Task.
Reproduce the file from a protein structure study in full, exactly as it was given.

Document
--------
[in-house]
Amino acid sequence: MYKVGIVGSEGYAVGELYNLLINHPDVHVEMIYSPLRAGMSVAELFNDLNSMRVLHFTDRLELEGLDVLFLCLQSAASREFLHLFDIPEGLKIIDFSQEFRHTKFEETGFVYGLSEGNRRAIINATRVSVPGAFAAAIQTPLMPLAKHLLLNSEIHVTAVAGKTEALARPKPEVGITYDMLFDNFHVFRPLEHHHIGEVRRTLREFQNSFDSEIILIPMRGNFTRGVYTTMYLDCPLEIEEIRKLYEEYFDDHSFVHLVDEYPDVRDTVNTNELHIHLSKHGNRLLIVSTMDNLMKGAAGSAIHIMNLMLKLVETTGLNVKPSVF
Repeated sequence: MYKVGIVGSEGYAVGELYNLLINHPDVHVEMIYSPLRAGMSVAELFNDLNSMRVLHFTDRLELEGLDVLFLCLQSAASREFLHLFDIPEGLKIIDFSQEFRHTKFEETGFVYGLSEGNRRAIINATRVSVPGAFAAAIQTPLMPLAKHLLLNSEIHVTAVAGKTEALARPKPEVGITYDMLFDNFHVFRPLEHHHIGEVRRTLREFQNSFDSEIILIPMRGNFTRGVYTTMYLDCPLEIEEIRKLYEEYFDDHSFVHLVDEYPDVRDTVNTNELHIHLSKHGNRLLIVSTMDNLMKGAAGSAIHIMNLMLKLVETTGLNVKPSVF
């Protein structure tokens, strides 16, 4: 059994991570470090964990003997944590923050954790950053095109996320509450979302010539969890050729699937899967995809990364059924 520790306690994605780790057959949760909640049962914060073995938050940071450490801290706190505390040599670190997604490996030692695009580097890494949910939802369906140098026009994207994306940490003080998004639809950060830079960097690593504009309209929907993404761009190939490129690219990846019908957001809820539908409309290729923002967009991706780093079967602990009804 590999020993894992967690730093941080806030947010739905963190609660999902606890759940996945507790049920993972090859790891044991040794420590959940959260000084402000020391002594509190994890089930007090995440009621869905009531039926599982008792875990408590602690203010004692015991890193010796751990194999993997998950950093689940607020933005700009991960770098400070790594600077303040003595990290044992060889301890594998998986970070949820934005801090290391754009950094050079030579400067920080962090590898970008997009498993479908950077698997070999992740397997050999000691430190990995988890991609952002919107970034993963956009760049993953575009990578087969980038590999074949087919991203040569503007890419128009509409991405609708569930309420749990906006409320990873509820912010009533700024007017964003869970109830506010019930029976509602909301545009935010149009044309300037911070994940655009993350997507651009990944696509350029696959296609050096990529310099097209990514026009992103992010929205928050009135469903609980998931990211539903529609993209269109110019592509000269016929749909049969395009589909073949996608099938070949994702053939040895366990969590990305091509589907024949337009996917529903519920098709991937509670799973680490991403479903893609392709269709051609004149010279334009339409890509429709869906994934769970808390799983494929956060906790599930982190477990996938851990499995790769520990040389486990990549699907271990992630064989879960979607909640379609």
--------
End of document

[in-house]
Amino acid sequence: MYKVGIVGSEGYAVGELYNLLINHPDVHVEMIYSPLRAGMSVAELFNDLNSMRVLHFTDRLELEGLDVLFLCLQSAASREFLHLFDIPEGLKIIDFSQEFRHTKFEETGFVYGLSEGNRRAIINATRVSVPGAFAAAIQTPLMPLAKHLLLNSEIHVTAVAGKTEALARPKPEVGITYDMLFDNFHVFRPLEHHHIGEVRRTLREFQNSFDSEIILIPMRGNFTRGVYTTMYLDCPLEIEEIRKLYEEYFDDHSFVHLVDEYPDVRDTVNTNELHIHLSKHGNRLLIVSTMDNLMKGAAGSAIHIMNLMLKLVETTGLNVKPSVF
Repeated sequence: MYKVGIVGSEGYAVGELYNLLINHPDVHVEMIYSPLRAGMSVAELFNDLNSMRVLHFTDRLELEGLDVLFLCLQSAASREFLHLFDIPEGLKIIDFSQEFRHTKFEETGFVYGLSEGNRRAIINATRVSVPGAFAAAIQTPLMPLAKHLLLNSEIHVTAVAGKTEALARPKPEVGITYDMLFDNFHVFRPLEHHHIGEVRRTLREFQNSFDSEIILIPMRGNFTRGVYTTMYLDCPLEIEEIRKLYEEYFDDHSFVHLVDEYPDVRDTVNTNELHIHLSKHGNRLLIVSTMDNLMKGAAGSAIHIMNLMLKLVETTGLNVKPSVF
């Protein structure tokens, strides 16, 4: 059994991570470090964990003997944590923050954790950053095109996320509450979302010539969890050729699937899967995809990364059924 520790306690994605780790057959949760909640049962914060073995938050940071450490801290706190505390040599670190997604490996030692695009580097890494949910939802369906140098026009994207994306940490003080998004639809950060830079960097690593504009309209929907993404761009190939490129690219990846019908957001809820539908409309290729923002967009991706780093079967602990009804 590999020993894992967690730093941080806030947010739905963190609660999902606890759940996945507790049920993972090859790891044991040794420590959940959260000084402000020391002594509190994890089930007090995440009621869905009531039926599982008792875990408590602690203010004692015991890193010796751990194999993997998950950093689940607020933005700009991960770098400070790594600077303040003595990290044992060889301890594998998986970070949820934005801090290391754009950094050079030579400067920080962090590898970008997009498993479908950077698997070999992740397997050999000691430190990995988890991609952002919107970034993963956009760049993953575009990578087969980038590999074949087919991203040569503007890419128009509409991405609708569930309420749990906006409320990873509820912010009533700024007017964003869970109830506010019930029976509602909301545009935010149009044309300037911070994940655009993350997507651009990944696509350029696959296609050096990529310099097209990514026009992103992010929205928050009135469903609980998931990211539903529609993209269109110019592509000269016929749909049969395009589909073949996608099938070949994702053939040895366990969590990305091509589907024949337009996917529903519920098709991937509670799973680490991403479903893609392709269709051609004149010279334009339409890509429709869906994934769970808390799983494929956060906790599930982190477990996938851990499995790769520990040389486990990549699907271990992630064989879960979607909640379609």